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Teaching in Independent Schools

Nationally Accredited Independent (Private) Schools

Curriculum in independent schools is not expected to comply with the standards set by the government, although students’ progress is tested regularly. Because these are “private” schools, they are not governed by the state, and their teachers do not need to be certified. This does not mean, however, that teachers’ qualifications are lesser than they are in public schools. Quite the opposite may be the case, in fact. Some private schools only hire teachers with advanced degrees, and it is not unusual for teachers in independent high schools to hold doctoral degrees.

Many independent schools have the reputation for high academic standards. Their reputation is held up both by the work of their teachers and by the success of their students who get admitted to some of the most selective colleges and universities.

naisMost independent schools belong to the National Association of Independent Schools. This organization maintains a Career Center, which offers assistance both to job seekers and to schools looking for teachers. The pay at independent schools is often comparable to the pay at public schools, although it may be more subject to negotiation as the promotions and tenure work differently at each individual school, whereas they are uniformly regulated for all public schools. Because students pay very high tuition (often comparable to or exceeding the price of tuition at some colleges), classes at private schools tend to be smaller than those at public schools.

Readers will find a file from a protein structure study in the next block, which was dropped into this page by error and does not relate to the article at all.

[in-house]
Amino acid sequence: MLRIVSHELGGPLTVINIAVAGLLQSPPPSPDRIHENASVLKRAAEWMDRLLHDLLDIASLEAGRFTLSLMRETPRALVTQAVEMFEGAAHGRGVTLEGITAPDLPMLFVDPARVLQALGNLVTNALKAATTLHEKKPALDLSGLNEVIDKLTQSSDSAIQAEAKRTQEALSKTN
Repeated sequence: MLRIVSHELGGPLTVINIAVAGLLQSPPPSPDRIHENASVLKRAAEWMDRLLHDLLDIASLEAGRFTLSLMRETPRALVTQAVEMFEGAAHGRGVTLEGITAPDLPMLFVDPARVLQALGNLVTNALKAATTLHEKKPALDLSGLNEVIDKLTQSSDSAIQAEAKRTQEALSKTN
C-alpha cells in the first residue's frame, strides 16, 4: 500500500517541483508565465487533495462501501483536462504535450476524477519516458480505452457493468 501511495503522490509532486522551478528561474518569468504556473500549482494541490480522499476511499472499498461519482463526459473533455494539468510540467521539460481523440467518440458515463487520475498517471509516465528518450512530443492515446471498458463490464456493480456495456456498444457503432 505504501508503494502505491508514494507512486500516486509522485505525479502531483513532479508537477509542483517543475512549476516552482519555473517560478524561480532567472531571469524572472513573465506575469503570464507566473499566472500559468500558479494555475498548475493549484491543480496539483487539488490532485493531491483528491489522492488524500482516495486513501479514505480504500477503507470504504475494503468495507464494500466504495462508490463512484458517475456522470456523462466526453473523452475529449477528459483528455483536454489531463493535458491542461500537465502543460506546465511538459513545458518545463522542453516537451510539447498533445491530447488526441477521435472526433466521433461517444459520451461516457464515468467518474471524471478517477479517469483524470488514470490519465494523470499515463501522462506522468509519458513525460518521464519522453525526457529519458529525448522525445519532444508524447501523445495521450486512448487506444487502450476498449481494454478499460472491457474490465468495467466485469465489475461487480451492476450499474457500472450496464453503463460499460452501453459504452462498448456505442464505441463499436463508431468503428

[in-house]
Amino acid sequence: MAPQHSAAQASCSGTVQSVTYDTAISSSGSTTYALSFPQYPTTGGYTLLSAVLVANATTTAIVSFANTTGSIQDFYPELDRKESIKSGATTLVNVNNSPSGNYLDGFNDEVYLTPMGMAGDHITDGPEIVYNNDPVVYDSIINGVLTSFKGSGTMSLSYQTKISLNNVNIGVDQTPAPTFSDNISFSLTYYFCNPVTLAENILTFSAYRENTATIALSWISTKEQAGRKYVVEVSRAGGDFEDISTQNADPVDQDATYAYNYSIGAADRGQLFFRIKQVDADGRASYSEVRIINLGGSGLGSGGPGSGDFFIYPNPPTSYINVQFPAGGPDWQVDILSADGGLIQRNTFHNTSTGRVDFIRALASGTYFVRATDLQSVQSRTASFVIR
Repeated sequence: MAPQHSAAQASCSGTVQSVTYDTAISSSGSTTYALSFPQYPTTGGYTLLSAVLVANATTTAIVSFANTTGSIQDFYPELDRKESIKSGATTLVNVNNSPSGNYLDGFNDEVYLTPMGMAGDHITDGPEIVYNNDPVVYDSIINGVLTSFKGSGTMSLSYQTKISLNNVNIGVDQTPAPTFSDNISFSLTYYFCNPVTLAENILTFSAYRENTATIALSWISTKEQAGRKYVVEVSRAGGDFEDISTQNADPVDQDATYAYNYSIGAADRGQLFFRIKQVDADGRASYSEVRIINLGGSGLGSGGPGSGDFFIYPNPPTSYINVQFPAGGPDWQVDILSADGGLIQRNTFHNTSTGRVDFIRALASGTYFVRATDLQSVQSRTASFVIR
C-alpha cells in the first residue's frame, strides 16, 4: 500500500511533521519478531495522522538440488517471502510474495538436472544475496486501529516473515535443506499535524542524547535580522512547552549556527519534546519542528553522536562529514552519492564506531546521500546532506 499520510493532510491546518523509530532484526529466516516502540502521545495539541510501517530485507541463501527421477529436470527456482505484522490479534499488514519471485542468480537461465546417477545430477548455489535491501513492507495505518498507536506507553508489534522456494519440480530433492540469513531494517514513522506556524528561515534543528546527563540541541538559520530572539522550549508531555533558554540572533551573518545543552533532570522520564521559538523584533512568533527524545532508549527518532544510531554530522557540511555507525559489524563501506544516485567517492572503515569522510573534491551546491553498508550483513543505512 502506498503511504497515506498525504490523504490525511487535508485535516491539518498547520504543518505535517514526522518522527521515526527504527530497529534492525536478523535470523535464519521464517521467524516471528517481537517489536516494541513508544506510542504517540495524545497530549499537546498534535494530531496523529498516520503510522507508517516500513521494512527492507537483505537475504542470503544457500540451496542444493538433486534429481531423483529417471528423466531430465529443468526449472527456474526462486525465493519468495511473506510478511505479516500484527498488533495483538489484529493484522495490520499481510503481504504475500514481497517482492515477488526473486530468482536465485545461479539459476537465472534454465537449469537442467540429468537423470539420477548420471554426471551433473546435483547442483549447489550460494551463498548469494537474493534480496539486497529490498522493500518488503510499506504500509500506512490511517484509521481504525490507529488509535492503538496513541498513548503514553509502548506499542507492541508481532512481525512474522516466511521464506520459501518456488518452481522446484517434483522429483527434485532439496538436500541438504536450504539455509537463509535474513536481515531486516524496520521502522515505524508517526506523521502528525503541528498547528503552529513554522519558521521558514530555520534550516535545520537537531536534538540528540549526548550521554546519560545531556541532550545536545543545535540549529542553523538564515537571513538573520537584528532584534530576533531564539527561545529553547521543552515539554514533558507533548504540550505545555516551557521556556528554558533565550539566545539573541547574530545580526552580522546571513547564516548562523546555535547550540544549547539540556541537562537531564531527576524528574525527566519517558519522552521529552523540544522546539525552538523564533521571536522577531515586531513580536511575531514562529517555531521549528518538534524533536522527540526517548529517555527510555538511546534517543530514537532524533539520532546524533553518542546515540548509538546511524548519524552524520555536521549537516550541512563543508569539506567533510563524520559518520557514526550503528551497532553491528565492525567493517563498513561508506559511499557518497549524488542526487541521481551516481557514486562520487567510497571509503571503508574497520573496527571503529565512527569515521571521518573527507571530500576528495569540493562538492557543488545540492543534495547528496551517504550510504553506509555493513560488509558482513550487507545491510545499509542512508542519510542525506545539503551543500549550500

Religious Schools

The work of religious schools is regulated by the religious organizations under whose auspices the schools were organized. For many students, religious schools are a way to get education in a particular cultural context their parents prefer, or within the set of ethical and moral values the parents are comfortable with. Because religious instruction is unacceptable at public schools (because it would be unconstitutional), for many students attending a religious school provides an opportunity to participate in religious instruction as a part of their elementary or secondary education. The work of some religious schools, such as Catholic schools, combines education with charitable work, and students are admitted regardless of their economic status.

Some, although not all, religious schools require teachers to participate in the same religious practice that the school espouses. Since schools are affiliated with individual religious organizations, most jobs are usually advertised through the media affiliated with the religious organization.

For example, the Catholic Archdiocese of New York lists its jobs on the website of its Superintendent of Schools; Ravsak, a Jewish cultural organization, maintains job postings for Jewish day schools.